This one earns an A+ before the CD even comes out of the package. Sex Furniture Warehouse and Other Stories by The Penguin Party isn’t just an album. It’s a book as well. And in a very effective example of synergy, the book and the CD both stand on their own; one is not strictly necessary to enjoy the other. But if you do take them together (that’s how they’re packaged), one enhances the other.
Coming from Essex, England – the region that has given the world the pop genius Martin Newell – The Penguin Party is a band assembled by guitarist/composer/lyricist/author Dave Milligan. Something of an unheralded rock-pop renaissance man, Milligan has been plying his trade for awhile as a member of Arco, and Sex Furniture Warehouse is the Penguin Party’s second album (See Thru Songs came out in 2008). Milligan writes songs that have both strong melodies and wry, clever lyrical turns (think Nick Lowe, Difford/Tilbrook or Ben Folds).
The songs on Sex Furniture Warehouse are funny, often spit-take hysterical. But Sex Furniture Warehouse isn’t a comedy album. It’s in the man-looks-at-forty (or fifty) vein, mining universal themes in a way that will resonate with those of a certain age (and others, too). The song titles alone are a treasure of wordplay, puns and general silliness: how else to explain “Mike Leigh-on-Sea” or “Mid Life Chris.” What’s more, the album’s title was inspired by a store sign in Milligan’s hometown of Essex: a couple letters had fallen off the sign (or, more likely, they’d been stolen by some clever sods).
All of this cleverness would matter not a bit if the songs weren’t up to muster. But the paperback book collecting the album’s lyrics makes for a quick chuckle-and-nod read, the music is pretty ace as well. The songs rock, often veering between a ska-flavored romp and straight-ahead rock’n’roll. Milligan is unafraid to sing in his native dialect, and his vocal delivery is halfway between the aforementioned Newell and Andy Partridge.
Like both of those supremely talented artists, Milligan crafts lyrics that are right on the edge of mocking, yet his songs still betray a fondness – even love – for the characters he’s drawn. The story/vignette that is “She Was Only a Roofer’s Daughter” channels Ray Davies at his storytelling best, painting a portrait of people who are quintessentially English. Yet those characters resonate in an odd way with listeners from, well, wherever.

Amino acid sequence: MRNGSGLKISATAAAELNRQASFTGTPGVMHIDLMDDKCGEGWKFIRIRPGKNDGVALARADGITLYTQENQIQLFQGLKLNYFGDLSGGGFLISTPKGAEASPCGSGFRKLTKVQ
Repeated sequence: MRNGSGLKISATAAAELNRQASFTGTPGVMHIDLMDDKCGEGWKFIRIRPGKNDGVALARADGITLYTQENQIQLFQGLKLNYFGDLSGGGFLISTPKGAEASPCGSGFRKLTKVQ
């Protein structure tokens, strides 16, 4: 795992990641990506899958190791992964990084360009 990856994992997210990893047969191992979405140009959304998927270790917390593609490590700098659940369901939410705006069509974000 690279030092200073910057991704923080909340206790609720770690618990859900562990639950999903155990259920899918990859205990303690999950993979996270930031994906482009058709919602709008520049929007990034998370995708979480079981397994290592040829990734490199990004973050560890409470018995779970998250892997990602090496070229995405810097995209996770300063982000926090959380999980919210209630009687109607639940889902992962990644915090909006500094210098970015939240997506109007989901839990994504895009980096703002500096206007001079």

“This is My Station” rocks with edgy, nervy attention similar to very early XTC: this really is pop. “It’s Not Big and It’s Not Clever” weds the jangle of 80s Robyn Hitchcock to beefy horn charts more reminiscent of Oingo Boingo. The lyrics — while clever – tend to sting a bit as they hit their mark with knowing accuracy. In “Mid Life Chris,” Milligan sings of “an ill-advised flirtation with a motorbike” and “a brief infatuation with an underling.” Wish to admit it or not, men of a certain age will understand where Milligan’s coming from here.
But don’t get the idea that Sex Furniture Warehouse is a collection of midlife angst threatening to unravel. “Song for My Old Lady” is a heartfelt love song in which Milligan implores, “Let’s play while we’re still young enough” and “Be the parents that our people warned us about” (catch that?). And it’s all supported by inventive, uptempo playing. If Madness had more of a rock sensibility, they might’ve crafted a tune like “You Learn to Climb When You’re Small.”
The height of Sex Furniture Warehouse – the best among a no-duds collection – is undoubtedly the lump-in-the-throat tale “Whatever Happened to Tomorrow’s World,” a wistful yet happily resigned look at life. But then things turn very heavy, rocking like Porcupine Tree at their most metallic on “Why I’m Never Invited to Parties.” Applying metal flourishes to a pop song, it’s a stylistic left-turn that actually works in the album’s context.
The a capella intro of the ironically jaunty “It’s Just Your Lifetime; It’ll Soon Be Over” sets the tone for the album’s final track. It’s a ditty that essentially says, in that oh-so-British way, “stiff upper lip, gents; you’ll get through it.”
And the book! The lyrics are well worth reading separately from your listening experience. The accompanying photos are clever and apt, and the accompanying essays are warm and wonderful. I know that the book and the CD are (nicely) packaged together, but the book deserves a place of honor on my bookshelf, and the CD deserves a similarly honored spot, fitting as it does between The Partridge Family and Michael Penn on my CD shelves.
Sex Furniture Warehouse is over far too soon. It’s a delight through and through, one that rewards repeat listens.
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